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                        • #13
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                          okay, thanks everyone I guess what I have concluded is just to stick to the primal diet but basically eat more, just switch the diet up to make it work for gaining weight.

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                          • #14
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                            On the PB, I lost fat rapidly at first, and only then did I begin to put on muscle.


                            Putting on muscle takes a while and is dependent on the right hormonal conditions, like maximum testosterone and HGH. My recipe is to eat loads of protein (about 2g per lb. lean mass), especially meat which is said to raise T levels, while skipping breakfast and lunch on three days out of the week for frequent IF. My entire weight routine outside of typical bodyweight exercises (pushups, pullups) is sledgehammer exercises. I'm really happy with how quickly the muscle is packing on.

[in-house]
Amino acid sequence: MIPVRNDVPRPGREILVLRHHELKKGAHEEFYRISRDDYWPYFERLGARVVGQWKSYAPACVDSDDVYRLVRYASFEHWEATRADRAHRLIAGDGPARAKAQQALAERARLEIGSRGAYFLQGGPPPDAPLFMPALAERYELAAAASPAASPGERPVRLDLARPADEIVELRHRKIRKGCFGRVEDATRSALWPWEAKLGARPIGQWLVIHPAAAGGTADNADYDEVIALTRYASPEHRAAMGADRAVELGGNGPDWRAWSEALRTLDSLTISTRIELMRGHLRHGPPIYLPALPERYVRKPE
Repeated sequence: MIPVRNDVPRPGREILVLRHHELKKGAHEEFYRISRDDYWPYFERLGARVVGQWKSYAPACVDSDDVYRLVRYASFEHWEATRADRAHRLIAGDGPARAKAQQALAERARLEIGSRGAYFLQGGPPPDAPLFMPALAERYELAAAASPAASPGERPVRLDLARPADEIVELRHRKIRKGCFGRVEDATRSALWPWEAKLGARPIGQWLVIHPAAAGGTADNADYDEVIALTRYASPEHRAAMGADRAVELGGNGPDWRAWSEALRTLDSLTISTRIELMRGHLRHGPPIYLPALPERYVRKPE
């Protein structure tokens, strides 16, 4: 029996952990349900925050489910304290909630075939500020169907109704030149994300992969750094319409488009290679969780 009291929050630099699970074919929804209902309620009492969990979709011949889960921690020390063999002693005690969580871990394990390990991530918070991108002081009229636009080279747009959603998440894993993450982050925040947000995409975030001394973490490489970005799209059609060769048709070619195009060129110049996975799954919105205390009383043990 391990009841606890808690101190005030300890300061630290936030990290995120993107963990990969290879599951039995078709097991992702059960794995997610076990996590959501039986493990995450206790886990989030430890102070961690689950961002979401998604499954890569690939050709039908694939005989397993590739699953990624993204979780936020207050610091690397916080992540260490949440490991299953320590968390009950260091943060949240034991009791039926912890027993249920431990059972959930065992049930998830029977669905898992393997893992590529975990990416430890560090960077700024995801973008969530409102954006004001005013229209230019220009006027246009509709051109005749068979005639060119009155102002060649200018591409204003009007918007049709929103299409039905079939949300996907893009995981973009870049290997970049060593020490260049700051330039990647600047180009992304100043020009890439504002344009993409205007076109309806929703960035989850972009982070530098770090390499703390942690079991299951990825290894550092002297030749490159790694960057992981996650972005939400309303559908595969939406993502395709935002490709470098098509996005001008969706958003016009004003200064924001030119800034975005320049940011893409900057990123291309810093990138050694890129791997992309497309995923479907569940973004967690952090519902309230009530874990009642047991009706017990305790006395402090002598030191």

Note that insulin is directly antagonistic to testosterone and HGH, so you should minimize it. High insulin is probably why my T levels had been suppressed since puberty. When I went VLC, it was off to the races.

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                            • #15
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                              I agree with Timothy about the extra protein. Also want to add that the extra protein shouldn't be in addition to what you should eat in a day, just adjust your typical calories to a bit more protein heavy. Everybody talks about eating a lot more to add size. They're right...eating a lot more will lead to added mass. Unfortunately it's usually fat storage, that's why nobody believes you can gain lean mass without packing on fat. Keep your calories where they should be, replace the carbs you eliminate with more protein while keeping the good fats high as well, keep doing your big complex exercises and you'll pack on muscle without packing on fat. Good luck!!